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Moving beyond passive hope and finding the courage to transform  

by Futures Centre, Sep 15
6 minutes read

As business and sustainability leaders gear up for a critical edition of the New York Climate Week, Forum’s International Managing Director Hannah Pathak underlines the need to look beyond passive hope and find the courage to transform. Referencing Forum’s new Future of Sustainability report, Hannah highlights five key shifts that leaders must consider in order to unlock true transformation.

Next week, many of those for whom tackling climate change, and embedding sustainability and ESG are key aspects of their roles will be descending upon New York (or joining events online) for this year’s New York Climate Week. The event, which coincides with the UN General Assembly, has been running since 2009, and has since gained eminence as a key platform for driving action.  

The high-profile speakers and mainstream representation at New York Climate Week, as well as growing participation by those who have frequently been marginalised from climate debates despite often being the ones most impacted by climate shocks, suggests huge momentum towards positive change. This year’s edition is particularly important as it follows the release of the first stocktake report by the United Nations Framework Convention on Climate Change (UNFCCC), which states that the world is off track to meet the climate goals outlined in the Paris Agreement. With so much turbulence around us, the atmosphere at such events can inspire hope – a much needed emotion in these times of polycrisis

​​​However, momentum and hope are insufficient in the face of us most likely breaching 1.5 degrees of warming within this decade and the cascading risks that this generates. As one author notes, “left passive, hope is nothing more than disappointment deferred.” In addition to clear goals and action on net zero, we also need new ways of thinking and acting.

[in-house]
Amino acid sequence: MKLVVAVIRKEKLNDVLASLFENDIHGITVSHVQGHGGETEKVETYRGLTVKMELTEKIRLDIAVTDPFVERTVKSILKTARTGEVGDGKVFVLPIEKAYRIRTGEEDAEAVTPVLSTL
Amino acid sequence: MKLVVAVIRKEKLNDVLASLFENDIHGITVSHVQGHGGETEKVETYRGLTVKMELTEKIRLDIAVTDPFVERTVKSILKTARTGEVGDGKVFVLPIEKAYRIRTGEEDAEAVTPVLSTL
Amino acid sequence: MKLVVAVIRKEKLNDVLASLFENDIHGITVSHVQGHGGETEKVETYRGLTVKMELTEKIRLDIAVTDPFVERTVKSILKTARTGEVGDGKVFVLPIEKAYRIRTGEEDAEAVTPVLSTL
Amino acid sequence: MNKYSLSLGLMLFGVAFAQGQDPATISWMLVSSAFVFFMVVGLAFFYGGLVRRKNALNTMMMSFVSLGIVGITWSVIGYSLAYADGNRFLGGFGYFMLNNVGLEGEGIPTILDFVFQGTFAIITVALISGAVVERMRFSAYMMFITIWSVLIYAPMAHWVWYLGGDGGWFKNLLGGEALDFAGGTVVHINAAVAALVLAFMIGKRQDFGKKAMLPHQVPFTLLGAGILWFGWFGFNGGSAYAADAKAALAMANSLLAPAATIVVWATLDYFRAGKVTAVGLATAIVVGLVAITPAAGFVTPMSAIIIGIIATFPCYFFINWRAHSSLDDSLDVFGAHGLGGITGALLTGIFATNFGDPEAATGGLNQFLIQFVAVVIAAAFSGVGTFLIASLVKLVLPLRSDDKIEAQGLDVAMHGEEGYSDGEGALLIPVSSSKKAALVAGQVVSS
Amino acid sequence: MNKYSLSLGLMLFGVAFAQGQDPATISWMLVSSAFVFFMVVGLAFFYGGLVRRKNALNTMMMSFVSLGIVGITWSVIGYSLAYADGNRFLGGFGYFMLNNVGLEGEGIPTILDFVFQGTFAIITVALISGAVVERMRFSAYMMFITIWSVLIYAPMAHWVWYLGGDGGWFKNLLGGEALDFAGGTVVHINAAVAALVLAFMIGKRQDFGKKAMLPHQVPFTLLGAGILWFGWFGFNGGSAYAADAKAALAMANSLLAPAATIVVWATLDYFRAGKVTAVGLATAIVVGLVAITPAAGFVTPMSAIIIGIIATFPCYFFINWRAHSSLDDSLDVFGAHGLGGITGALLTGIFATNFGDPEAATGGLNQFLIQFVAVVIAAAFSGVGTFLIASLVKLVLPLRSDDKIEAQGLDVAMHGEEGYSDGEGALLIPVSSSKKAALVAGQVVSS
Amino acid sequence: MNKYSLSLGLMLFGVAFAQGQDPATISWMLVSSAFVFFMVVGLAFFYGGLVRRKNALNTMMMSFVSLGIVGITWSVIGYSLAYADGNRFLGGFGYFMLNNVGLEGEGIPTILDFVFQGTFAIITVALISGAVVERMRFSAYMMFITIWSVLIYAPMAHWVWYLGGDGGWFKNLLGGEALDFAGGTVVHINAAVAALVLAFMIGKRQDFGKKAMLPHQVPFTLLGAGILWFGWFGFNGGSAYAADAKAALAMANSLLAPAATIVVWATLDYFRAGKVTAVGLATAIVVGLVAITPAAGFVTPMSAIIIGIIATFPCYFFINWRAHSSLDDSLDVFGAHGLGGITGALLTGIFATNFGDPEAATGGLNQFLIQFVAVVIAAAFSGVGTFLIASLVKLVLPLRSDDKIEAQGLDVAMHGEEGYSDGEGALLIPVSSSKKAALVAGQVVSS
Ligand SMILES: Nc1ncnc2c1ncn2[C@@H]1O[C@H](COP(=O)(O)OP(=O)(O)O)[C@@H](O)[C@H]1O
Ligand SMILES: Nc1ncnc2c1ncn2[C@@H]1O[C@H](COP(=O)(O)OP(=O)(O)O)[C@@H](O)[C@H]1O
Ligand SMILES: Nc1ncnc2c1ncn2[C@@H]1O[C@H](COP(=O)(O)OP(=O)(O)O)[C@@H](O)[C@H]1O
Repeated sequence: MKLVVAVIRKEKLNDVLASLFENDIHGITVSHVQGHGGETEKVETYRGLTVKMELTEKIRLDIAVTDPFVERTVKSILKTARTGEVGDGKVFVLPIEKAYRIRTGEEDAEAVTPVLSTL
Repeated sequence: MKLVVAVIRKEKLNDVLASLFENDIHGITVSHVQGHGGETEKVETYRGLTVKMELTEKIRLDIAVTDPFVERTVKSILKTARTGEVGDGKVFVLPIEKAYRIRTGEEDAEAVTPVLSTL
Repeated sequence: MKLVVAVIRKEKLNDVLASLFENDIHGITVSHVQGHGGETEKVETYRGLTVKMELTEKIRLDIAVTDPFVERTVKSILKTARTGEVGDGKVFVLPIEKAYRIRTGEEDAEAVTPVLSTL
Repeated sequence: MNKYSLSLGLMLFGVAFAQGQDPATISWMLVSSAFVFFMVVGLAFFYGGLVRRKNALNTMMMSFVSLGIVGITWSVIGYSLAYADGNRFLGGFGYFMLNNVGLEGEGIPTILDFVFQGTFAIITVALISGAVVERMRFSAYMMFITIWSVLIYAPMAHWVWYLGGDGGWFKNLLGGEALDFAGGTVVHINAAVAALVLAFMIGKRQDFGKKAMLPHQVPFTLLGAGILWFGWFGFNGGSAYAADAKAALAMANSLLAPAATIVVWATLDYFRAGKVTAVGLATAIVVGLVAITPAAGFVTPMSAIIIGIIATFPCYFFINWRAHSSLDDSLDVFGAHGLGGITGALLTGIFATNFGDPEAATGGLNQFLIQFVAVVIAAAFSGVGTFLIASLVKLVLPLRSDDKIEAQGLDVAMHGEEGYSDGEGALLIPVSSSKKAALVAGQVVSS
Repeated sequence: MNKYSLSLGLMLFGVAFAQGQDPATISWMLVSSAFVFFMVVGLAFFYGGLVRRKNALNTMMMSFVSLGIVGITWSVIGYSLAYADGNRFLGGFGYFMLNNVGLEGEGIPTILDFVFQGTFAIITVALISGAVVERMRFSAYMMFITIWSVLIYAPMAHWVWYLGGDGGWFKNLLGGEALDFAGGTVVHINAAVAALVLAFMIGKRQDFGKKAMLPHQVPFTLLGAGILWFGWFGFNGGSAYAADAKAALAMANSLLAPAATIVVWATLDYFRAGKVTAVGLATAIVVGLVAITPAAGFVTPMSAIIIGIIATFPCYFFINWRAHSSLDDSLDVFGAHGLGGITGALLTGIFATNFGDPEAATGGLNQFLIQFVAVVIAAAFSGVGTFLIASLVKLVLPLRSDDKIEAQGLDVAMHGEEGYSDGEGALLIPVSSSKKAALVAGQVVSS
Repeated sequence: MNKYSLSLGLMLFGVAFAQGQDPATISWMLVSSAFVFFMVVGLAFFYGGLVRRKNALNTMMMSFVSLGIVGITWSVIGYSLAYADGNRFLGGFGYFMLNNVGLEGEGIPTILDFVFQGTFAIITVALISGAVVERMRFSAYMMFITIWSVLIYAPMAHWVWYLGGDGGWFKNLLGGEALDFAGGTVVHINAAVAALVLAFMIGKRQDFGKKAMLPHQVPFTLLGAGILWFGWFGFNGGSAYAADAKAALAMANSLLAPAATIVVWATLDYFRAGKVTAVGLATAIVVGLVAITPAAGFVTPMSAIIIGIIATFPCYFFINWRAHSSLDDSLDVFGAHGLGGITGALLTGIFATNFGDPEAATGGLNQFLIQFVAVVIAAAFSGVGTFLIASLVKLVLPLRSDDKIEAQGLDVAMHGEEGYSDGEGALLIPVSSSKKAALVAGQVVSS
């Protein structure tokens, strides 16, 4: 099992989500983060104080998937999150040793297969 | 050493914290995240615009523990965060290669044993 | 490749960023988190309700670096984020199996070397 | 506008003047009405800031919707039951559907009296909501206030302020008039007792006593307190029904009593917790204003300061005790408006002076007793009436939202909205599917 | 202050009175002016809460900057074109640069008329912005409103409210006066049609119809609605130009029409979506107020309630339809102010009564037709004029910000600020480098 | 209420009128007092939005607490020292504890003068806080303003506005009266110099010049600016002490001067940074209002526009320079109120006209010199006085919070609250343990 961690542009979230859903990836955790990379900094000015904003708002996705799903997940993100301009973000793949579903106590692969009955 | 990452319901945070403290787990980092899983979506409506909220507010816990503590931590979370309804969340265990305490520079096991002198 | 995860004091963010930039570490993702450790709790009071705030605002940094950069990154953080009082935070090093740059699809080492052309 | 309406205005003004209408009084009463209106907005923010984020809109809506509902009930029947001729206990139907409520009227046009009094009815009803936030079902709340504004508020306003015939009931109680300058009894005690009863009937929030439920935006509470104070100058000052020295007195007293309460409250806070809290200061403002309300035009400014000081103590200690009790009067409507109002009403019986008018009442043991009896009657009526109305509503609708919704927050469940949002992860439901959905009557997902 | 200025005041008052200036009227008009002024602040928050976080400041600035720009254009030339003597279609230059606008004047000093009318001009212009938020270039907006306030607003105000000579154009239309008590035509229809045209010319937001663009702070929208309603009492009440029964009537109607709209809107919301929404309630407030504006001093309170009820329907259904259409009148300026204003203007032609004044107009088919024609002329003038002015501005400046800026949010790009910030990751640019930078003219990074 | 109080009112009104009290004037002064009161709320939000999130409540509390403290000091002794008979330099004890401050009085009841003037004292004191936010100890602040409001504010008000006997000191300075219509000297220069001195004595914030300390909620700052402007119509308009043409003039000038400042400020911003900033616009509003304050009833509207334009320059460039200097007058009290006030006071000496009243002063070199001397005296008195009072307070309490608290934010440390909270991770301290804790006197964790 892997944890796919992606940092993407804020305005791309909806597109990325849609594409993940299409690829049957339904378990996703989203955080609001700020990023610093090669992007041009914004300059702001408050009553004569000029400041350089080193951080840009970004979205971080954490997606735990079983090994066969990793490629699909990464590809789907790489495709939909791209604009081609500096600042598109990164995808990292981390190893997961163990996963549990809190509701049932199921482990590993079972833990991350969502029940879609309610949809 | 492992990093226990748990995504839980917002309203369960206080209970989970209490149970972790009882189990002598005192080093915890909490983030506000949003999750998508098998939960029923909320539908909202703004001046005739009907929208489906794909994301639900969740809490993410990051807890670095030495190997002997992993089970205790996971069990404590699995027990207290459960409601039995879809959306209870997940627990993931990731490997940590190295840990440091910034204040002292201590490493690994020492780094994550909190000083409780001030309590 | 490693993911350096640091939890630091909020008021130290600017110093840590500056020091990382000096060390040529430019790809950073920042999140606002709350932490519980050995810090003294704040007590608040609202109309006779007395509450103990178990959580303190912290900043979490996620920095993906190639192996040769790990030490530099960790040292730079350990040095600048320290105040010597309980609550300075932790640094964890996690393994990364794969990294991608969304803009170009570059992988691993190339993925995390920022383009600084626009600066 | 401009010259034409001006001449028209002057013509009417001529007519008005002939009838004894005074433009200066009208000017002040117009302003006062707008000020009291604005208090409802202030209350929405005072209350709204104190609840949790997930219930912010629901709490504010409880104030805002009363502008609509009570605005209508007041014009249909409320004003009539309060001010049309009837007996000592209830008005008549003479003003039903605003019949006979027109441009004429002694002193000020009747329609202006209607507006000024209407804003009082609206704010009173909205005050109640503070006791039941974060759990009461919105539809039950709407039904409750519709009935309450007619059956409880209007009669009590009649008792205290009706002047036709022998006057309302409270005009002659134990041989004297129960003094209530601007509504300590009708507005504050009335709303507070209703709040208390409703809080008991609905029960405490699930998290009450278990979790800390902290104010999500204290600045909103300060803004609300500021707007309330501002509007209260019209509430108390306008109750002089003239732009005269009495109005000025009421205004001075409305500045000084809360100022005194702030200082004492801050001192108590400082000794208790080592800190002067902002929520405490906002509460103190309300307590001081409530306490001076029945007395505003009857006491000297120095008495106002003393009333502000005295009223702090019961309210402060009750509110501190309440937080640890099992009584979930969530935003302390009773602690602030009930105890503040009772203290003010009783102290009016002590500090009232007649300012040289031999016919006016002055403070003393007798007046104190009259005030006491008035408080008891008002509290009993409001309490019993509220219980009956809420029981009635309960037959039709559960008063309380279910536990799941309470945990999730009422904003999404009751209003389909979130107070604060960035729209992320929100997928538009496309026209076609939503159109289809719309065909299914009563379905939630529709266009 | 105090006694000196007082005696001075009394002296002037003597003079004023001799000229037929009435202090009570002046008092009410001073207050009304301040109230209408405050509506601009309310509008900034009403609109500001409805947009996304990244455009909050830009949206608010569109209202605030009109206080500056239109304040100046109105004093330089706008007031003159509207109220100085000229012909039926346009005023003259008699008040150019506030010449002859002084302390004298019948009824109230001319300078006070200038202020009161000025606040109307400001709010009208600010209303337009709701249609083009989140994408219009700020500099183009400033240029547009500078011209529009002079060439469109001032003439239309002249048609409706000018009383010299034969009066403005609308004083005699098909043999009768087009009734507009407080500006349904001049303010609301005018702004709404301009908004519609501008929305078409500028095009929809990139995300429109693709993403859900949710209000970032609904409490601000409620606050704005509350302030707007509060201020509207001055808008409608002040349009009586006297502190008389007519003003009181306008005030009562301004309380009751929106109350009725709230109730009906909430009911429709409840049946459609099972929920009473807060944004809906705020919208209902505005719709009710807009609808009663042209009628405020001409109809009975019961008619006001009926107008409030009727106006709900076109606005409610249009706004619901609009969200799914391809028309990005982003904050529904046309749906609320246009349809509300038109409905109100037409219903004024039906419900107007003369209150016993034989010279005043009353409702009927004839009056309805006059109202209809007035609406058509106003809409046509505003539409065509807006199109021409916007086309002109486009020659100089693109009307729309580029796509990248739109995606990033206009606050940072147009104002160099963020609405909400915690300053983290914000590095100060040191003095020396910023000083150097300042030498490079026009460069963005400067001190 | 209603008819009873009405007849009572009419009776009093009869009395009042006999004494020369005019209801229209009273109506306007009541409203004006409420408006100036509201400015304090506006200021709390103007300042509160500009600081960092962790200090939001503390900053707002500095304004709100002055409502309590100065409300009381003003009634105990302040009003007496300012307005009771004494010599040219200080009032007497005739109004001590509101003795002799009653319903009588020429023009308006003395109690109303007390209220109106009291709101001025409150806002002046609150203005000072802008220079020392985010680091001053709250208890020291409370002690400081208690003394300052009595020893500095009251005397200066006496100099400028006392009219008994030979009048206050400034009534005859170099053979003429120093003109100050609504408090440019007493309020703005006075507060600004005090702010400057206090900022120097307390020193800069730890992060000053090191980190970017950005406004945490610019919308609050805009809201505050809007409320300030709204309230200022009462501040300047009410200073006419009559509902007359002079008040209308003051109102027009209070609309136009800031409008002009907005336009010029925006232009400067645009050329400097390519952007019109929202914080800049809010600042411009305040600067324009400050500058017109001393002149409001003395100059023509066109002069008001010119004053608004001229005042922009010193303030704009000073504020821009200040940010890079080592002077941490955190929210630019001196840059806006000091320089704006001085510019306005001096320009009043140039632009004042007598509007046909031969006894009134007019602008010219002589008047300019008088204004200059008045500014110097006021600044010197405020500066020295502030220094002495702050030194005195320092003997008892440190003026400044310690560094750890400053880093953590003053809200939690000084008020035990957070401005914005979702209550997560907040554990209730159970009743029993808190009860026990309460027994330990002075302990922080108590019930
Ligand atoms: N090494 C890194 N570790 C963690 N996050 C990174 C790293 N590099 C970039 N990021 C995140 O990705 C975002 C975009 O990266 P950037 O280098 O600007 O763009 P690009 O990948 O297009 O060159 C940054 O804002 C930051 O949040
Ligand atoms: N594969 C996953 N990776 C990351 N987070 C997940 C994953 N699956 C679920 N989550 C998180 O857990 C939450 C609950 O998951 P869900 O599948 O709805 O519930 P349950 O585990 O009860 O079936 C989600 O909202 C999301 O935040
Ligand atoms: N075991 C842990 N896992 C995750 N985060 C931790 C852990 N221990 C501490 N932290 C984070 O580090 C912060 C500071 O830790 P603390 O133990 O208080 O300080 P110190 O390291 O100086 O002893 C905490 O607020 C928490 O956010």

​​​However, momentum and hope are insufficient in the face of us most likely breaching 1.5 degrees of warming within this decade and the cascading risks that this generates.

In the Future of Sustainability 2023 report “Courage to Transform” that we published in early September, we outlined four plausible trajectories that we see emerging and signal what could happen over the coming decades. All four of the trajectories – “Profit Supreme”, “Shallow Gestures”, “Tech Optimism” and “Courage to Transform” – can be identified in our here and now, with different trends pulling the world in different directions. 

At Forum we strongly believe that only one trajectory – “Courage to Transform” – has the potential to create change at the scale and pace needed. Therefore, this is the trajectory we must orient towards. The “Courage to Transform” trajectory is underpinned by five key shifts in mindset and action, with a particular focus on the role of the private sector in creating positive change. 

At Forum we strongly believe that only one trajectory – “Courage to Transform” – has the potential to create change at the scale and pace needed. Therefore, this is the trajectory we must orient towards.

So, for those working to tackle climate change or convening in New York, amidst the busy schedules of events, networking, learning, and contributing to the dialogue, consider what these five shifts could look like in your work and in your organisation:

  1. From a risk prevention mindset to a transformative one, which involves seeing opportunity, not risk, in change, while investing in both climate adaptation and mitigation measures.